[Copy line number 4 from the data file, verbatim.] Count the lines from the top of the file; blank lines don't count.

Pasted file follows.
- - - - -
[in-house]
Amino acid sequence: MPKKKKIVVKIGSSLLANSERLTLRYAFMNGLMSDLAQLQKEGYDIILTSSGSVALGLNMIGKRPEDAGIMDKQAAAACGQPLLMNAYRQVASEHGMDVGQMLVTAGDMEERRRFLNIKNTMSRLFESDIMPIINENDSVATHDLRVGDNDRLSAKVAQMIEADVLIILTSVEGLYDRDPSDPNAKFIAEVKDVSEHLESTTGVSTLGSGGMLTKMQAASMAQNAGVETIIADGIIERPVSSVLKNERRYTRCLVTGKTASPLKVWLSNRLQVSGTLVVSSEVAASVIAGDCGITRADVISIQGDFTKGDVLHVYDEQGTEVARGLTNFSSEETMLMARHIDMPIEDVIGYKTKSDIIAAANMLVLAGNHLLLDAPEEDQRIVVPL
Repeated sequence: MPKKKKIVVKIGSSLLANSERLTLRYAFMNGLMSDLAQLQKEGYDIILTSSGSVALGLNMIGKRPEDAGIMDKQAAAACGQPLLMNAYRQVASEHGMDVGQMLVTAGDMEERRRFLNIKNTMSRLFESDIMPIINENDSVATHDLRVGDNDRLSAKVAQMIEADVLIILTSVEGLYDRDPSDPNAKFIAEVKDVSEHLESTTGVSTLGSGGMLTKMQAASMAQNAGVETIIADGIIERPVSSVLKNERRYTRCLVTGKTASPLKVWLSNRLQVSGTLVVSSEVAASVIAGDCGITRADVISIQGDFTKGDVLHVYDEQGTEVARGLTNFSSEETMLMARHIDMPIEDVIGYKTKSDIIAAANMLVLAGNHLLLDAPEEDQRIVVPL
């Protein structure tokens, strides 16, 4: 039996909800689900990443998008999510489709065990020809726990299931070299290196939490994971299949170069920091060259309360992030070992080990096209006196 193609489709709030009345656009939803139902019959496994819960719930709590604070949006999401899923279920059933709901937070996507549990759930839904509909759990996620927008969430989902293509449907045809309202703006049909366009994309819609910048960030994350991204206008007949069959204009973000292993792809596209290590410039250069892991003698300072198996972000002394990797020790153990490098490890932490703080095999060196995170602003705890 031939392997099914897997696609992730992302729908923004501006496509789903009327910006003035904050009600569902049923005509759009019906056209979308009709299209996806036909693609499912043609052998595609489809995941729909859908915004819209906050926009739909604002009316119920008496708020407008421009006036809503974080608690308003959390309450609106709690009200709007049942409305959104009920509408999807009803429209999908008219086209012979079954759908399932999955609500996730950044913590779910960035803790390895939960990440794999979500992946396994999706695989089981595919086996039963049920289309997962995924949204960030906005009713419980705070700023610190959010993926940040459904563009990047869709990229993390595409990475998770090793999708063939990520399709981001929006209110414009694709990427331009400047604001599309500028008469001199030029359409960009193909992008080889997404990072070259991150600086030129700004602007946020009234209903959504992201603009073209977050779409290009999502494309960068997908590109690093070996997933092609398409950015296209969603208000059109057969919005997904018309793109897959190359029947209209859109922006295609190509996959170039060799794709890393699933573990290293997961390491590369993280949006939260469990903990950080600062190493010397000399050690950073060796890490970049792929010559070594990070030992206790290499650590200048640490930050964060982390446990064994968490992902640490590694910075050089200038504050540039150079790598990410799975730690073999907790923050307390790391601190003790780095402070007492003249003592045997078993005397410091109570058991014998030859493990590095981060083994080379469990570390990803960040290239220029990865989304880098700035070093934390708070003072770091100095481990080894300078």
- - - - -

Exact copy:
């Protein structure tokens, strides 16, 4: 039996909800689900990443998008999510489709065990020809726990299931070299290196939490994971299949170069920091060259309360992030070992080990096209006196 193609489709709030009345656009939803139902019959496994819960719930709590604070949006999401899923279920059933709901937070996507549990759930839904509909759990996620927008969430989902293509449907045809309202703006049909366009994309819609910048960030994350991204206008007949069959204009973000292993792809596209290590410039250069892991003698300072198996972000002394990797020790153990490098490890932490703080095999060196995170602003705890 031939392997099914897997696609992730992302729908923004501006496509789903009327910006003035904050009600569902049923005509759009019906056209979308009709299209996806036909693609499912043609052998595609489809995941729909859908915004819209906050926009739909604002009316119920008496708020407008421009006036809503974080608690308003959390309450609106709690009200709007049942409305959104009920509408999807009803429209999908008219086209012979079954759908399932999955609500996730950044913590779910960035803790390895939960990440794999979500992946396994999706695989089981595919086996039963049920289309997962995924949204960030906005009713419980705070700023610190959010993926940040459904563009990047869709990229993390595409990475998770090793999708063939990520399709981001929006209110414009694709990427331009400047604001599309500028008469001199030029359409960009193909992008080889997404990072070259991150600086030129700004602007946020009234209903959504992201603009073209977050779409290009999502494309960068997908590109690093070996997933092609398409950015296209969603208000059109057969919005997904018309793109897959190359029947209209859109922006295609190509996959170039060799794709890393699933573990290293997961390491590369993280949006939260469990903990950080600062190493010397000399050690950073060796890490970049792929010559070594990070030992206790290499650590200048640490930050964060982390446990064994968490992902640490590694910075050089200038504050540039150079790598990410799975730690073999907790923050307390790391601190003790780095402070007492003249003592045997078993005397410091109570058991014998030859493990590095981060083994080379469990570390990803960040290239220029990865989304880098700035070093934390708070003072770091100095481990080894300078």